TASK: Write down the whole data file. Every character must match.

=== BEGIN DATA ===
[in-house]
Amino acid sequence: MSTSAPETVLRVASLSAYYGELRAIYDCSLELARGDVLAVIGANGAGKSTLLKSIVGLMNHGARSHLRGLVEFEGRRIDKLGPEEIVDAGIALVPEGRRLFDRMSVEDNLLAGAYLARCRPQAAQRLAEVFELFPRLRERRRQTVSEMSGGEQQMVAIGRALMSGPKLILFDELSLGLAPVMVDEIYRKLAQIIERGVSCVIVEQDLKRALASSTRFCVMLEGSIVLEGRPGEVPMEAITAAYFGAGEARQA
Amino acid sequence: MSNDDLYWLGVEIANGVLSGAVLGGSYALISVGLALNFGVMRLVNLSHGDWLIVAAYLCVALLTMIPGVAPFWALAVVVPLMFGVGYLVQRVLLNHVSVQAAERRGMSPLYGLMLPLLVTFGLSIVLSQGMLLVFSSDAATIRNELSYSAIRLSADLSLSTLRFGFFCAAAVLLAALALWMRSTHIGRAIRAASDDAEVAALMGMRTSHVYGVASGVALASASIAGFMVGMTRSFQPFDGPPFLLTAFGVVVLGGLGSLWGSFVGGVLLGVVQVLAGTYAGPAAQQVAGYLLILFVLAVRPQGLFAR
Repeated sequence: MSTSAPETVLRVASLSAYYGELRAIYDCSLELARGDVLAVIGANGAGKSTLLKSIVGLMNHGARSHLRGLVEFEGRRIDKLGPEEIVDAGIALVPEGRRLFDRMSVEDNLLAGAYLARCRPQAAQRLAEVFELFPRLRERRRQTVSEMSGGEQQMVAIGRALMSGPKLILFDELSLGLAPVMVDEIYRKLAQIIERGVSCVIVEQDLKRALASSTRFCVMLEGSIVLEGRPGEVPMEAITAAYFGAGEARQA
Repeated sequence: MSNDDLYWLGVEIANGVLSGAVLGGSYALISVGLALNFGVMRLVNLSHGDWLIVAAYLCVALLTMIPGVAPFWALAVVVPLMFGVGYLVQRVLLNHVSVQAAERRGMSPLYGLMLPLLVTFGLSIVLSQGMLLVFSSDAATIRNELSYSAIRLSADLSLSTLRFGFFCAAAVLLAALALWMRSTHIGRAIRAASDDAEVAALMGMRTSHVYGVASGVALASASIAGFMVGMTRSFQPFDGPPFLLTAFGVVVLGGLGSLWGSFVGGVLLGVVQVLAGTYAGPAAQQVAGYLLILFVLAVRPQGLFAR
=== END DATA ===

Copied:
[in-house]
Amino acid sequence: MSTSAPETVLRVASLSAYYGELRAIYDCSLELARGDVLAVIGANGAGKSTLLKSIVGLMNHGARSHLRGLVEFEGRRIDKLGPEEIVDAGIALVPEGRRLFDRMSVEDNLLAGAYLARCRPQAAQRLAEVFELFPRLRERRRQTVSEMSGGEQQMVAIGRALMSGPKLILFDELSLGLAPVMVDEIYRKLAQIIERGVSCVIVEQDLKRALASSTRFCVMLEGSIVLEGRPGEVPMEAITAAYFGAGEARQA
Amino acid sequence: MSNDDLYWLGVEIANGVLSGAVLGGSYALISVGLALNFGVMRLVNLSHGDWLIVAAYLCVALLTMIPGVAPFWALAVVVPLMFGVGYLVQRVLLNHVSVQAAERRGMSPLYGLMLPLLVTFGLSIVLSQGMLLVFSSDAATIRNELSYSAIRLSADLSLSTLRFGFFCAAAVLLAALALWMRSTHIGRAIRAASDDAEVAALMGMRTSHVYGVASGVALASASIAGFMVGMTRSFQPFDGPPFLLTAFGVVVLGGLGSLWGSFVGGVLLGVVQVLAGTYAGPAAQQVAGYLLILFVLAVRPQGLFAR
Repeated sequence: MSTSAPETVLRVASLSAYYGELRAIYDCSLELARGDVLAVIGANGAGKSTLLKSIVGLMNHGARSHLRGLVEFEGRRIDKLGPEEIVDAGIALVPEGRRLFDRMSVEDNLLAGAYLARCRPQAAQRLAEVFELFPRLRERRRQTVSEMSGGEQQMVAIGRALMSGPKLILFDELSLGLAPVMVDEIYRKLAQIIERGVSCVIVEQDLKRALASSTRFCVMLEGSIVLEGRPGEVPMEAITAAYFGAGEARQA
Repeated sequence: MSNDDLYWLGVEIANGVLSGAVLGGSYALISVGLALNFGVMRLVNLSHGDWLIVAAYLCVALLTMIPGVAPFWALAVVVPLMFGVGYLVQRVLLNHVSVQAAERRGMSPLYGLMLPLLVTFGLSIVLSQGMLLVFSSDAATIRNELSYSAIRLSADLSLSTLRFGFFCAAAVLLAALALWMRSTHIGRAIRAASDDAEVAALMGMRTSHVYGVASGVALASASIAGFMVGMTRSFQPFDGPPFLLTAFGVVVLGGLGSLWGSFVGGVLLGVVQVLAGTYAGPAAQQVAGYLLILFVLAVRPQGLFAR